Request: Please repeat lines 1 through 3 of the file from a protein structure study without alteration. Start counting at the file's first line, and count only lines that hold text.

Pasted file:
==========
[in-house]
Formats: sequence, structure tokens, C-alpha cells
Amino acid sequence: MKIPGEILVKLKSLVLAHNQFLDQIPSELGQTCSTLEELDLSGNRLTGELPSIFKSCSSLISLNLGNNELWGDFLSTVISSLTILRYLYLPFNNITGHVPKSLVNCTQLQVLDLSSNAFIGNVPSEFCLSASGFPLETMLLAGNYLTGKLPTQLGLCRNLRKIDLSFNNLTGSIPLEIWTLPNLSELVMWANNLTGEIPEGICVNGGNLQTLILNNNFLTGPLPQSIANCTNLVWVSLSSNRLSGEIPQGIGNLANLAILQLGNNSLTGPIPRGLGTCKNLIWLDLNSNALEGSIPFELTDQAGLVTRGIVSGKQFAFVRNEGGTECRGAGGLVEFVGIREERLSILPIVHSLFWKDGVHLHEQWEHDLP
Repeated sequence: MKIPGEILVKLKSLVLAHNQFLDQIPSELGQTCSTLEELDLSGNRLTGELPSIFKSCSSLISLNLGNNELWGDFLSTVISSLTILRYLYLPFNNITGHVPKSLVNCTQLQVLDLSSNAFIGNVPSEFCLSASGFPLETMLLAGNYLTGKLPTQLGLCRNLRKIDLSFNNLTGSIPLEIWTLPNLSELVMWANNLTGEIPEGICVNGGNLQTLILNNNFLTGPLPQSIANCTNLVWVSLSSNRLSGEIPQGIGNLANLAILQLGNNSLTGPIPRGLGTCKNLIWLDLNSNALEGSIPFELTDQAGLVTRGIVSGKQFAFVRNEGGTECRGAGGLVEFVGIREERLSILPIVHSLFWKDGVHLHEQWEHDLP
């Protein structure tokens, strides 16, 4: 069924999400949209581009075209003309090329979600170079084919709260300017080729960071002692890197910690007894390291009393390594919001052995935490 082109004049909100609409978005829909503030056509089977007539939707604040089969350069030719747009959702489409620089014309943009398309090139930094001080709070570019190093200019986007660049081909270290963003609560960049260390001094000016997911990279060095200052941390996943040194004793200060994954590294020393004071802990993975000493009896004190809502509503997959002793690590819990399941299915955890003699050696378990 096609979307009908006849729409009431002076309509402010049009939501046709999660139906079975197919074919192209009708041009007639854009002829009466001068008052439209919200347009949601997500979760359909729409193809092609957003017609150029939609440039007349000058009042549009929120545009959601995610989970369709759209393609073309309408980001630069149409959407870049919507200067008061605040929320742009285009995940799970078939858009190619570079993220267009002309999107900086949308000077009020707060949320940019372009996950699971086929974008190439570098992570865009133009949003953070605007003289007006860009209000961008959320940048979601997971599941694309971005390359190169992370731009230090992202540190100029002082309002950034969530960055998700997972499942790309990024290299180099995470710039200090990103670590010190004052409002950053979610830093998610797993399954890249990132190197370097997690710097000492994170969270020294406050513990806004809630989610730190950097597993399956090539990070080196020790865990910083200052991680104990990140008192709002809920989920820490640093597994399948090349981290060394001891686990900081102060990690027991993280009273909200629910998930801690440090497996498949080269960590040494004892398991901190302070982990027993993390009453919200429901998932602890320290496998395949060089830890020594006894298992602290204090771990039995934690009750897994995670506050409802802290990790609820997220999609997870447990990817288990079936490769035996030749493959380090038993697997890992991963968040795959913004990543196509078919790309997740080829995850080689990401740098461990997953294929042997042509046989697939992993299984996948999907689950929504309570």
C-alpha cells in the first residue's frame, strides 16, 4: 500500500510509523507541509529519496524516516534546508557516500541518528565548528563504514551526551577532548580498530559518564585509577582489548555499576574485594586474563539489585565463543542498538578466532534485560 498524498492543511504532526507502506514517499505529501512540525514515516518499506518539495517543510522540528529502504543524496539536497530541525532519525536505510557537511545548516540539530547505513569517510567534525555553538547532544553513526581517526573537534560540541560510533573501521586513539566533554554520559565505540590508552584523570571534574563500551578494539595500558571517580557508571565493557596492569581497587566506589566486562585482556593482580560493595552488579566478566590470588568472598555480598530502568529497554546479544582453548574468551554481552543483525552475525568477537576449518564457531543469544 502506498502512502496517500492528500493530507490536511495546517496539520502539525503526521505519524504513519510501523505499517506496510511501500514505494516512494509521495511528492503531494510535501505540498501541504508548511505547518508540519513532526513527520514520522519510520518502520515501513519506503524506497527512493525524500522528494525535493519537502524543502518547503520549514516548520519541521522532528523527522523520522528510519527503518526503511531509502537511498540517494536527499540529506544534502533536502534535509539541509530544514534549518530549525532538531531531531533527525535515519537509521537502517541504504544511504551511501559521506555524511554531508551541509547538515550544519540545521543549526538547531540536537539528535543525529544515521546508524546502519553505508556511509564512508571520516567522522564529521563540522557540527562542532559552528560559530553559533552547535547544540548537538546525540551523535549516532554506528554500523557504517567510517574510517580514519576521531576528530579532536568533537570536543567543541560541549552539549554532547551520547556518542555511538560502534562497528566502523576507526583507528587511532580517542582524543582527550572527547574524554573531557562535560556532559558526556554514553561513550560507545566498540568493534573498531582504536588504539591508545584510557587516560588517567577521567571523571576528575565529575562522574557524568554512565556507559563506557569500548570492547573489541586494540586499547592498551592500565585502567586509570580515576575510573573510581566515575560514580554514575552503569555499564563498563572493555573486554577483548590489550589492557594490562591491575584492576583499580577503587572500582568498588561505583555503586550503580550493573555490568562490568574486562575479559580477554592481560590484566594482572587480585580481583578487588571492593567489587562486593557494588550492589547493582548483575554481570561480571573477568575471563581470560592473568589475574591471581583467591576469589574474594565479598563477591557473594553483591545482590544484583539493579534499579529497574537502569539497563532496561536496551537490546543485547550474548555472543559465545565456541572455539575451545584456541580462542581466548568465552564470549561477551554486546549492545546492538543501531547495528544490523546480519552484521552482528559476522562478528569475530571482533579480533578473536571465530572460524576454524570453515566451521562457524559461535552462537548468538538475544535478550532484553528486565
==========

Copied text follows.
[in-house]
Formats: sequence, structure tokens, C-alpha cells
Amino acid sequence: MKIPGEILVKLKSLVLAHNQFLDQIPSELGQTCSTLEELDLSGNRLTGELPSIFKSCSSLISLNLGNNELWGDFLSTVISSLTILRYLYLPFNNITGHVPKSLVNCTQLQVLDLSSNAFIGNVPSEFCLSASGFPLETMLLAGNYLTGKLPTQLGLCRNLRKIDLSFNNLTGSIPLEIWTLPNLSELVMWANNLTGEIPEGICVNGGNLQTLILNNNFLTGPLPQSIANCTNLVWVSLSSNRLSGEIPQGIGNLANLAILQLGNNSLTGPIPRGLGTCKNLIWLDLNSNALEGSIPFELTDQAGLVTRGIVSGKQFAFVRNEGGTECRGAGGLVEFVGIREERLSILPIVHSLFWKDGVHLHEQWEHDLP